Browser ID is a new service implemented by Mozilla, which had already been announced some time ago. Its premise is simple and straightforward: It allows users to control their access to different sites safer, functions running in the browser and checking the identity of users based on asymmetric cryptography.
Today, the Browser ID system is ready and the company is implementing in its different services, and to present and provide developers with the tools necessary for those wishing to do the same. Ben Adida, Head of Security and Identity in Mozilla, explains that “Too many websites store user information and act in place of these. And while the browser can be completely under user control, services are not. And sometimes, these web services manipulate data questionable and harmful ways.”
For a Web developer, creating a new application always involves an annoying hurdle like how do users sign in? An email address with a confirmation step is the classic method, but it demands a user’s time and requires the user to take an extra step and remember another password. Outsourcing login and identity management to large providers like Facebook, Twitter, or Google is an option, but these products also come with lock-in, reliability issues, and data privacy concerns.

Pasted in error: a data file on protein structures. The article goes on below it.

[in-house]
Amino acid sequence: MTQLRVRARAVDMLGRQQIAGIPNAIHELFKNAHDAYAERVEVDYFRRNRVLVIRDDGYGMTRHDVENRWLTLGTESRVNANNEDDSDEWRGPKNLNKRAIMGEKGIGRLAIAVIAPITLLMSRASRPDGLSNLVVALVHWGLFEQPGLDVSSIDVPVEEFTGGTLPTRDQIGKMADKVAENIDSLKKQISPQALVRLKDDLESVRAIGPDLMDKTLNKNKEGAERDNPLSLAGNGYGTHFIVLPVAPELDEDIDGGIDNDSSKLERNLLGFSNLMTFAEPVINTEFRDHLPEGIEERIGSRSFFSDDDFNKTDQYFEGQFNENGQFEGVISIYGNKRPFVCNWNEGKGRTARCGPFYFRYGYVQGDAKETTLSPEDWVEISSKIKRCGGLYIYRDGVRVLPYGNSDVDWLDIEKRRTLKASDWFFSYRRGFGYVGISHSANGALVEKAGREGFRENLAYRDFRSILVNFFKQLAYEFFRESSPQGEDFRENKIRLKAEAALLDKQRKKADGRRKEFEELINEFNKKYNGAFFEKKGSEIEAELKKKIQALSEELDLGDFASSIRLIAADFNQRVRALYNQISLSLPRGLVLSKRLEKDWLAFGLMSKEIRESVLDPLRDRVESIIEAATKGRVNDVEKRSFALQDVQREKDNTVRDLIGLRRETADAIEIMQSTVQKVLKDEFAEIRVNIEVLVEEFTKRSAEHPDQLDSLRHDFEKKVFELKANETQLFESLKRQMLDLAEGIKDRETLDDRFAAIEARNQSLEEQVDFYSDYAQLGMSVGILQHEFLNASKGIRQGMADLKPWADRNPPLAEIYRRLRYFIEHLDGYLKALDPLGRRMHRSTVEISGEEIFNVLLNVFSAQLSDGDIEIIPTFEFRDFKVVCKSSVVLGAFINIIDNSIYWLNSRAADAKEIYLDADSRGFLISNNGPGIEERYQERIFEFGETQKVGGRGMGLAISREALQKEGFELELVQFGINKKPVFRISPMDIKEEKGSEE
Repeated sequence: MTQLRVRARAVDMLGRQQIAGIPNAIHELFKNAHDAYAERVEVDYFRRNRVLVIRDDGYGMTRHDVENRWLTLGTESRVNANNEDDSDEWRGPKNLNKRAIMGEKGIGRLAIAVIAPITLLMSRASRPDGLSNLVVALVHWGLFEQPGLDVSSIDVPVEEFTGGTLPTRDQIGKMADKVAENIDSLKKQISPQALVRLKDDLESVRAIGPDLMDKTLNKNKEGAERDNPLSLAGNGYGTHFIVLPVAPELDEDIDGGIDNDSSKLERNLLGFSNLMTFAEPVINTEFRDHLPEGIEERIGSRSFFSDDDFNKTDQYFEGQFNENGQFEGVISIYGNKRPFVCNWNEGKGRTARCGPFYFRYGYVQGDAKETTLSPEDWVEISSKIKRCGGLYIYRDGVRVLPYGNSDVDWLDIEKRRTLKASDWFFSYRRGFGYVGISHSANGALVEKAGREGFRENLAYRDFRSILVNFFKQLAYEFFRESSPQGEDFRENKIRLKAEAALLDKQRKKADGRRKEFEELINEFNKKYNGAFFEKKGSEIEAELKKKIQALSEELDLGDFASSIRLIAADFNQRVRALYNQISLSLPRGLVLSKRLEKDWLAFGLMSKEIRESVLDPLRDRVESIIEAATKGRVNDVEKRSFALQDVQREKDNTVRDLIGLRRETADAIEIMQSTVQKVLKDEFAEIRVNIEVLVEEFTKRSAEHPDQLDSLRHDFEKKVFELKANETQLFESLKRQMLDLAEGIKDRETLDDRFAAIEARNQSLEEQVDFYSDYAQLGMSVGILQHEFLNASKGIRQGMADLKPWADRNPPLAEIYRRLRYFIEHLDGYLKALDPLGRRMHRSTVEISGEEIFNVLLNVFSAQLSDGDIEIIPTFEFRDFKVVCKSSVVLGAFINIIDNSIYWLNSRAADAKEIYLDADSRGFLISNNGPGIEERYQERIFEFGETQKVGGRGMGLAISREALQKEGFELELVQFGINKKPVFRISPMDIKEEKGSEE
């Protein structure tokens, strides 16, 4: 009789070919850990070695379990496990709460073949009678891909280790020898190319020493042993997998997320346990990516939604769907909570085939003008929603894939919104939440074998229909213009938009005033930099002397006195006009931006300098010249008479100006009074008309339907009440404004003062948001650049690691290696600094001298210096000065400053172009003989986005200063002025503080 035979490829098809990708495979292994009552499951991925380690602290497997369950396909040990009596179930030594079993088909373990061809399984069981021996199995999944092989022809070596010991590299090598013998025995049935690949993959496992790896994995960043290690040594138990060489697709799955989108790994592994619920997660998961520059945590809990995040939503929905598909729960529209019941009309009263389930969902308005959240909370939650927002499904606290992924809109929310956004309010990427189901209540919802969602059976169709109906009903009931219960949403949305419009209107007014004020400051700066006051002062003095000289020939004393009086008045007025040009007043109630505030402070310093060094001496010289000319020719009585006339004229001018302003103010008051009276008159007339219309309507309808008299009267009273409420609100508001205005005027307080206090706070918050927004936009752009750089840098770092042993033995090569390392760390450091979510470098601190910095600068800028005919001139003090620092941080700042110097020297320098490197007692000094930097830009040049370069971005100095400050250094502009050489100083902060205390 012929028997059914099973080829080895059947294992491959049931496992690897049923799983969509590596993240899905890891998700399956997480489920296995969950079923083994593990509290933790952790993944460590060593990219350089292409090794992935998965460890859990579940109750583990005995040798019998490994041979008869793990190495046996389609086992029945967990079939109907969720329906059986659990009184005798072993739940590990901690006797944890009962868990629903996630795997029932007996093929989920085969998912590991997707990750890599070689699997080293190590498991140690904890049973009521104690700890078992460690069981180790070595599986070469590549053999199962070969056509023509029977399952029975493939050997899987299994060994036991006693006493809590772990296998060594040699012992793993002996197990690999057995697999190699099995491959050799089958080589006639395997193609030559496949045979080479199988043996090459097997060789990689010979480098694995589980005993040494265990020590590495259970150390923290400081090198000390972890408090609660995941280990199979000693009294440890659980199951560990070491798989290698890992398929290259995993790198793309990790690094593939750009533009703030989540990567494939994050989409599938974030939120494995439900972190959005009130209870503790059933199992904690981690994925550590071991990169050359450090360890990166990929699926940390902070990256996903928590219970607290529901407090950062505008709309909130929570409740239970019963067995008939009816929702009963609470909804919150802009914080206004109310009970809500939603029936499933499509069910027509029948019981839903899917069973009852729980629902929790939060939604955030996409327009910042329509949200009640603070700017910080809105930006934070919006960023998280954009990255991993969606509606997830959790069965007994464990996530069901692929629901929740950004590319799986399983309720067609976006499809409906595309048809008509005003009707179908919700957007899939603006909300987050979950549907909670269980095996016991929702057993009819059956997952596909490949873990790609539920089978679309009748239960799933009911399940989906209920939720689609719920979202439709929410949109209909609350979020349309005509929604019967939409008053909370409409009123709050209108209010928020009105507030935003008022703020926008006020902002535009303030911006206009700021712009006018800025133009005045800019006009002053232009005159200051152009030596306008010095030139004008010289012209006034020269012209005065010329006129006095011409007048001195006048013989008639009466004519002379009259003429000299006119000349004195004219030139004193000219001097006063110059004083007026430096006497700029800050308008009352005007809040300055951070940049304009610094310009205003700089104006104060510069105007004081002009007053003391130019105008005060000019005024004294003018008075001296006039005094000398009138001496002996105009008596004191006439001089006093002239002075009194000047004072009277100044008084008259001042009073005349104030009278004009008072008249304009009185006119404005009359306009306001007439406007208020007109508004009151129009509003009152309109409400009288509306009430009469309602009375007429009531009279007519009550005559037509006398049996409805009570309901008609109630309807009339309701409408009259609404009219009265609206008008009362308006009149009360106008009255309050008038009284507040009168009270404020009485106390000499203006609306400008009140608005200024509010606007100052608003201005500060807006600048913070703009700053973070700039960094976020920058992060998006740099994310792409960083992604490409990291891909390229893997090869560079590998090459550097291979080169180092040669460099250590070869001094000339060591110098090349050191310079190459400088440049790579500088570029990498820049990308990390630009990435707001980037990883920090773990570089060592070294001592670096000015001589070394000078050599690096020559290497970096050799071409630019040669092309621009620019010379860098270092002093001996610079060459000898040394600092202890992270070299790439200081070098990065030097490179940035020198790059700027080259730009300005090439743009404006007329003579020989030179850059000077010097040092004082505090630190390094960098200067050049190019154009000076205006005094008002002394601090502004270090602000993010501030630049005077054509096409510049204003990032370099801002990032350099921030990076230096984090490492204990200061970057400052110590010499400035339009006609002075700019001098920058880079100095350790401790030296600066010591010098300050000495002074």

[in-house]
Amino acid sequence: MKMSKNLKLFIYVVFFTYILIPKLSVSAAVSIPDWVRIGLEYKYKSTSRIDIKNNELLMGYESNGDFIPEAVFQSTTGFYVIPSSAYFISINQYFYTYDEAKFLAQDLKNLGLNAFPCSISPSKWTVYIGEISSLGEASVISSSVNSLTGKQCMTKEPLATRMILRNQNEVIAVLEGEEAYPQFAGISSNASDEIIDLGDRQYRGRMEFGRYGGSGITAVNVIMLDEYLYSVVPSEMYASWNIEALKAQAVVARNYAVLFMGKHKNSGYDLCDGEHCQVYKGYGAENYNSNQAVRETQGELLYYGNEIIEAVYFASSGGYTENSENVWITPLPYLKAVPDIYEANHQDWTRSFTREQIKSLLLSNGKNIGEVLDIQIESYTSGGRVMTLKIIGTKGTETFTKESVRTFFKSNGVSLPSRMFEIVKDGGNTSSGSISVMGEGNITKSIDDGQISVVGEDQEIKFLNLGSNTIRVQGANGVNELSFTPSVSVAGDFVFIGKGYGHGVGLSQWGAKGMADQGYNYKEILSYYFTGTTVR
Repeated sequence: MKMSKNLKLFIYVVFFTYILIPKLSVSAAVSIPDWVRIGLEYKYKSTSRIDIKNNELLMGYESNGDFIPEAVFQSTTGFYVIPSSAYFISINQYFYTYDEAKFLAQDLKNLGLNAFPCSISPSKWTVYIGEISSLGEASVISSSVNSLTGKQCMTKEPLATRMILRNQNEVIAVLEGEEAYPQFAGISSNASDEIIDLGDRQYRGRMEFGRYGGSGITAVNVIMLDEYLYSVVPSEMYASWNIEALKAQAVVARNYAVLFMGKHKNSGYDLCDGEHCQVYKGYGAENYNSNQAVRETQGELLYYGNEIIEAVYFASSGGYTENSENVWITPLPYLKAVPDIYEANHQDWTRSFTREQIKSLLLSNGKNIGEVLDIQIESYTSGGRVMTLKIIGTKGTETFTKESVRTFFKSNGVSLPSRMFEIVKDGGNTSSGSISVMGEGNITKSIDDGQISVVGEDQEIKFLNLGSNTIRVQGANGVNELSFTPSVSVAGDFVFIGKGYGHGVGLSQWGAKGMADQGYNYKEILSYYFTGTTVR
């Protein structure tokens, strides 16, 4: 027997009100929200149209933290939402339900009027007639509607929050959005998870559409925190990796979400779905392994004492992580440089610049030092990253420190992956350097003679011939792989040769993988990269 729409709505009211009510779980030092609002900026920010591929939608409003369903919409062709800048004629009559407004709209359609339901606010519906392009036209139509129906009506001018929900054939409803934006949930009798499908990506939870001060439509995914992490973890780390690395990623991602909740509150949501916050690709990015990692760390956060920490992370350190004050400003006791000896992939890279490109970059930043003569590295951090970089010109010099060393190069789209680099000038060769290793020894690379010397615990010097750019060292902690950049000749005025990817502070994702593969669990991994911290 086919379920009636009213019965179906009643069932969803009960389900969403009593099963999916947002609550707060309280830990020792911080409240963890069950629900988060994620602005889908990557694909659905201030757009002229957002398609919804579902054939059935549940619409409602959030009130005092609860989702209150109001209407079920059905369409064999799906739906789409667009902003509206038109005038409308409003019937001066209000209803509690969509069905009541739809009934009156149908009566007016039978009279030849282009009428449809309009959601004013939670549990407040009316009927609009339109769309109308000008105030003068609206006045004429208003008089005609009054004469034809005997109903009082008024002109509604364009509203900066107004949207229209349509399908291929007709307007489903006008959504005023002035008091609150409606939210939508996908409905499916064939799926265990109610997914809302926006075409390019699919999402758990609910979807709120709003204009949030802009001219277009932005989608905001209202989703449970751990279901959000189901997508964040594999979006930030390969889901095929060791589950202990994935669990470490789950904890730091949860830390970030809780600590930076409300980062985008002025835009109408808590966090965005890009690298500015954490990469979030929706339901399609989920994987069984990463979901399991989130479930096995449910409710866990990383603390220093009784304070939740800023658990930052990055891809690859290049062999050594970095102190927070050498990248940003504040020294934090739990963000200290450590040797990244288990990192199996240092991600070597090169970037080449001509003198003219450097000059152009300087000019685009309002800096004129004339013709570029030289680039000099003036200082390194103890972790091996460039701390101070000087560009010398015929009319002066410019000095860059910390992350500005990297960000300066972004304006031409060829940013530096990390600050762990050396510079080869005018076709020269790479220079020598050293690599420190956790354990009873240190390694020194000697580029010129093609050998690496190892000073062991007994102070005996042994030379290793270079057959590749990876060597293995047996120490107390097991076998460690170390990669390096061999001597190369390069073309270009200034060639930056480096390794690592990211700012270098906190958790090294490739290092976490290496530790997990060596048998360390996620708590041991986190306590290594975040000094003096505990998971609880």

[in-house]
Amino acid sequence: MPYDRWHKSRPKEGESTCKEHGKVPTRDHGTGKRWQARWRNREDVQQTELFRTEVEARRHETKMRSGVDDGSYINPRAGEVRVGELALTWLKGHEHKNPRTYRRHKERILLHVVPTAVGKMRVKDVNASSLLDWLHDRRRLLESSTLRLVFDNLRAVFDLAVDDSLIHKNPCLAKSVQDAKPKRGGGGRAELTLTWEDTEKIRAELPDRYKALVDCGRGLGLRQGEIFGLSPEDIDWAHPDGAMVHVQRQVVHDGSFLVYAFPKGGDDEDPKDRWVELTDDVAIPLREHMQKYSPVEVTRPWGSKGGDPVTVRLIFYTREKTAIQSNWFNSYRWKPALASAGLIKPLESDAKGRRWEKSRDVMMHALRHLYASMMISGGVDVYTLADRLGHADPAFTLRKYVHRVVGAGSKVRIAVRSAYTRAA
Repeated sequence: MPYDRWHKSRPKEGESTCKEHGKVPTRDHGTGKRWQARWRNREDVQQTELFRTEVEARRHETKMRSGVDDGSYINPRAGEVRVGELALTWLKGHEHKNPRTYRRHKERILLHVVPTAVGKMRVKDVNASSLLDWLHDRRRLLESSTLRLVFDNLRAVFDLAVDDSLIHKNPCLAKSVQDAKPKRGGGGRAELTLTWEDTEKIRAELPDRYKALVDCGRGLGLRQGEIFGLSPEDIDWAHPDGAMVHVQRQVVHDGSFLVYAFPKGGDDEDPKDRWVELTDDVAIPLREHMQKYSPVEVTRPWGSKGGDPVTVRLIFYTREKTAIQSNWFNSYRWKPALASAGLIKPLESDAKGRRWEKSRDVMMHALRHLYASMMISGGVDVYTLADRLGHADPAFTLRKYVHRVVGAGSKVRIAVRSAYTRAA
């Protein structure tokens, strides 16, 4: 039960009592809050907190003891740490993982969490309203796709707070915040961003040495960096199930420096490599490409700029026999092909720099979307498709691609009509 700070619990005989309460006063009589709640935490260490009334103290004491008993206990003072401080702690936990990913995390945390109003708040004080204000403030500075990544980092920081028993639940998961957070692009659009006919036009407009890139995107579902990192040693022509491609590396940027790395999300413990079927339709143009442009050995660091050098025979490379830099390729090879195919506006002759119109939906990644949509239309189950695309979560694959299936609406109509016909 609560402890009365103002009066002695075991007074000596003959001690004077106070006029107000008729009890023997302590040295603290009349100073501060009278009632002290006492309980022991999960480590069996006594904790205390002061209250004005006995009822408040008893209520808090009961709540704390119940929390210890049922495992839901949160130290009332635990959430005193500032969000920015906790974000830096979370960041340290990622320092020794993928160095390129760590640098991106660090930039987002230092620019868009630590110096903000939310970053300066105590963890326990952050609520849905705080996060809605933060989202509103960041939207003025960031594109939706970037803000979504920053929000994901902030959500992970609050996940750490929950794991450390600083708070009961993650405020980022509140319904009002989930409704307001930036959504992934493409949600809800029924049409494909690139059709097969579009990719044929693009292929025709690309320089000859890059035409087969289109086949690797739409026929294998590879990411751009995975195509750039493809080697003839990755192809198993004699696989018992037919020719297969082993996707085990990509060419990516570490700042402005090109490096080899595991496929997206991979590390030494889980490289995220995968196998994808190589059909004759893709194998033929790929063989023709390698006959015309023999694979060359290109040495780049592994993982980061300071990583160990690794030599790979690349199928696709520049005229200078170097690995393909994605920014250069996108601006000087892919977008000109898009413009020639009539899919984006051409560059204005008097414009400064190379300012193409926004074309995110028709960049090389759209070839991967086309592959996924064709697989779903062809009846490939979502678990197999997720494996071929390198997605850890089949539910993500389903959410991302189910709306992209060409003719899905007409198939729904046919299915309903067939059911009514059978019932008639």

How Browser ID Works ??
- On your favorite website that supports BrowserID, Click the ‘Sign In’ button .
- Select your preferred Email.
- No passwords necessary, you’re done!
With BrowserID, there is a better way to sign in. BrowserID implements the verified email protocol, which offers a streamlined user experience. A user can prove their ownership of an email address with fewer confirmation messages and without site-specific passwords.
Browser ID should be an important alternative to OpenID, but as always, that remains to be seen. Is the supposed advantage of Browser ID? Increased safety, or so claim from Mozilla. Ben Adida adds that “Clearly needs to improve and provide Mozilla, Firefox browser in addition, some services that can improve user control over their own online experience and personal data.”